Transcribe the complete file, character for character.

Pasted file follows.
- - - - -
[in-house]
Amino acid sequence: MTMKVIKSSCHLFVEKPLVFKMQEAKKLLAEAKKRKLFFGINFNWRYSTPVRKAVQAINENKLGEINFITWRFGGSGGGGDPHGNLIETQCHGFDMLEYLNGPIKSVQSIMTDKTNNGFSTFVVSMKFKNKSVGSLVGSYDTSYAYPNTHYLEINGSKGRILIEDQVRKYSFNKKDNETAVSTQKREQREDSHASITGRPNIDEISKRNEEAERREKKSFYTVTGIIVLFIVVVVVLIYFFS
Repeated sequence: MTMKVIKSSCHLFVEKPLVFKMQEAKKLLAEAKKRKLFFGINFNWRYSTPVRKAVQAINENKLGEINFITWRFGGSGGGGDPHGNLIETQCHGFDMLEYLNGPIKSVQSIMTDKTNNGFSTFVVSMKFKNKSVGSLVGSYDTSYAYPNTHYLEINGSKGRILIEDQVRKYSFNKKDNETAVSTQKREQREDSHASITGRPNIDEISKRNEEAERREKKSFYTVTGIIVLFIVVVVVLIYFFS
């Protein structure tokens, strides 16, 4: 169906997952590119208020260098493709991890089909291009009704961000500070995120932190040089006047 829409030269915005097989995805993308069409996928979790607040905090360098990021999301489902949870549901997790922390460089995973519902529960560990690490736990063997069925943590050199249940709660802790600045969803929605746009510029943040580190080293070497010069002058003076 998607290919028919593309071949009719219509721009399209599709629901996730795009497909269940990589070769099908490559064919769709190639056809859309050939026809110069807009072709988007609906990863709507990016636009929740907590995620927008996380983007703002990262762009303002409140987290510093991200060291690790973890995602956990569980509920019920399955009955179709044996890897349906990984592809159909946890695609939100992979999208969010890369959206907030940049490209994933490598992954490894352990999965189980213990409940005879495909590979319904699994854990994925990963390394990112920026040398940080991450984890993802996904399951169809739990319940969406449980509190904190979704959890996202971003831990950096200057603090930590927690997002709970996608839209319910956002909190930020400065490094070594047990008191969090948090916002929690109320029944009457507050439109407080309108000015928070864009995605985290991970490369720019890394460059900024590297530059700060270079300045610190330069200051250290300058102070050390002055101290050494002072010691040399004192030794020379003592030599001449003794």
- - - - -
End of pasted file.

[in-house]
Amino acid sequence: MTMKVIKSSCHLFVEKPLVFKMQEAKKLLAEAKKRKLFFGINFNWRYSTPVRKAVQAINENKLGEINFITWRFGGSGGGGDPHGNLIETQCHGFDMLEYLNGPIKSVQSIMTDKTNNGFSTFVVSMKFKNKSVGSLVGSYDTSYAYPNTHYLEINGSKGRILIEDQVRKYSFNKKDNETAVSTQKREQREDSHASITGRPNIDEISKRNEEAERREKKSFYTVTGIIVLFIVVVVVLIYFFS
Repeated sequence: MTMKVIKSSCHLFVEKPLVFKMQEAKKLLAEAKKRKLFFGINFNWRYSTPVRKAVQAINENKLGEINFITWRFGGSGGGGDPHGNLIETQCHGFDMLEYLNGPIKSVQSIMTDKTNNGFSTFVVSMKFKNKSVGSLVGSYDTSYAYPNTHYLEINGSKGRILIEDQVRKYSFNKKDNETAVSTQKREQREDSHASITGRPNIDEISKRNEEAERREKKSFYTVTGIIVLFIVVVVVLIYFFS
């Protein structure tokens, strides 16, 4: 169906997952590119208020260098493709991890089909291009009704961000500070995120932190040089006047 829409030269915005097989995805993308069409996928979790607040905090360098990021999301489902949870549901997790922390460089995973519902529960560990690490736990063997069925943590050199249940709660802790600045969803929605746009510029943040580190080293070497010069002058003076 998607290919028919593309071949009719219509721009399209599709629901996730795009497909269940990589070769099908490559064919769709190639056809859309050939026809110069807009072709988007609906990863709507990016636009929740907590995620927008996380983007703002990262762009303002409140987290510093991200060291690790973890995602956990569980509920019920399955009955179709044996890897349906990984592809159909946890695609939100992979999208969010890369959206907030940049490209994933490598992954490894352990999965189980213990409940005879495909590979319904699994854990994925990963390394990112920026040398940080991450984890993802996904399951169809739990319940969406449980509190904190979704959890996202971003831990950096200057603090930590927690997002709970996608839209319910956002909190930020400065490094070594047990008191969090948090916002929690109320029944009457507050439109407080309108000015928070864009995605985290991970490369720019890394460059900024590297530059700060270079300045610190330069200051250290300058102070050390002055101290050494002072010691040399004192030794020379003592030599001449003794």